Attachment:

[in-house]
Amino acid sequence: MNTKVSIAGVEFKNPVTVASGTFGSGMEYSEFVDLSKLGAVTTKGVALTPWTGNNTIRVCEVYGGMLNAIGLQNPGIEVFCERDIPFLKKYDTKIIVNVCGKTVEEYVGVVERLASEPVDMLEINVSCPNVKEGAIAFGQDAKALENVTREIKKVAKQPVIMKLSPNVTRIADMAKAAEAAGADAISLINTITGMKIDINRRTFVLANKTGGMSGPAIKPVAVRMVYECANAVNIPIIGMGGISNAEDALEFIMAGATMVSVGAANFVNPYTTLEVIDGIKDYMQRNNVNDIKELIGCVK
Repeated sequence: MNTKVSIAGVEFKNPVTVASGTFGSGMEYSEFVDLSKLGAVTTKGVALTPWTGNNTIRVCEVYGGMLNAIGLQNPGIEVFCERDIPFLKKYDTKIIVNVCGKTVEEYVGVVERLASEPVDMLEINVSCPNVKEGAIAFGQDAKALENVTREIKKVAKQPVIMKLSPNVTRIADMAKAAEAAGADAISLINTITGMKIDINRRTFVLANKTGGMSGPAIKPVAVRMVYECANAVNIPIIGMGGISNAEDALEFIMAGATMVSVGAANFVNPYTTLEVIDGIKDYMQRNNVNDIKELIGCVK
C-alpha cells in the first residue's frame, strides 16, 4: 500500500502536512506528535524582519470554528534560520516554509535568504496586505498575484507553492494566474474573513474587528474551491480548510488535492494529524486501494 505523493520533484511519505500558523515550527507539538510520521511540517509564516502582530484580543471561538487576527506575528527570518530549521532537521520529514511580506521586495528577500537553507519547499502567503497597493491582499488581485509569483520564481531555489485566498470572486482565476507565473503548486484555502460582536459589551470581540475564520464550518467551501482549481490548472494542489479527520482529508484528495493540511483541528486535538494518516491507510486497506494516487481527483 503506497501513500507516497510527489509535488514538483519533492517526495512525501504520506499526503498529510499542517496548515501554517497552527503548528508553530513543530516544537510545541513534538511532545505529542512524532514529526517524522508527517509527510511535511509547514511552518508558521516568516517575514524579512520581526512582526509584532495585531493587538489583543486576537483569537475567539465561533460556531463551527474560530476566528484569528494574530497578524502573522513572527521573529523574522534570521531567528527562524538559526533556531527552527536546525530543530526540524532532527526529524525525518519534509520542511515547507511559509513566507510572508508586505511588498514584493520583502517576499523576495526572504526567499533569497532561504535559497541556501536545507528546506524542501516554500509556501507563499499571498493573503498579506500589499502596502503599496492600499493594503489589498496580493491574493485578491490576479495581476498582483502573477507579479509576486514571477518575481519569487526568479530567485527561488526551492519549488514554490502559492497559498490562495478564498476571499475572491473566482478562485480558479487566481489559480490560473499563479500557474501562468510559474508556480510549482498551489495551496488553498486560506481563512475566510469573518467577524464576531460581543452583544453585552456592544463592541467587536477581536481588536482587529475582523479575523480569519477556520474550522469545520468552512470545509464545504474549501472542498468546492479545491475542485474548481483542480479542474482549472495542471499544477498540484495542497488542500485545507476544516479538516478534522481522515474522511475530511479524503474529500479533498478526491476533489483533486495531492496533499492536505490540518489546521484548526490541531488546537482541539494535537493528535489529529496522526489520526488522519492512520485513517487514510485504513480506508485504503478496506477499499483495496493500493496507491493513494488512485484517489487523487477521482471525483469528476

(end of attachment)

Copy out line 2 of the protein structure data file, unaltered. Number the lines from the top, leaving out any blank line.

Amino acid sequence: MNTKVSIAGVEFKNPVTVASGTFGSGMEYSEFVDLSKLGAVTTKGVALTPWTGNNTIRVCEVYGGMLNAIGLQNPGIEVFCERDIPFLKKYDTKIIVNVCGKTVEEYVGVVERLASEPVDMLEINVSCPNVKEGAIAFGQDAKALENVTREIKKVAKQPVIMKLSPNVTRIADMAKAAEAAGADAISLINTITGMKIDINRRTFVLANKTGGMSGPAIKPVAVRMVYECANAVNIPIIGMGGISNAEDALEFIMAGATMVSVGAANFVNPYTTLEVIDGIKDYMQRNNVNDIKELIGCVK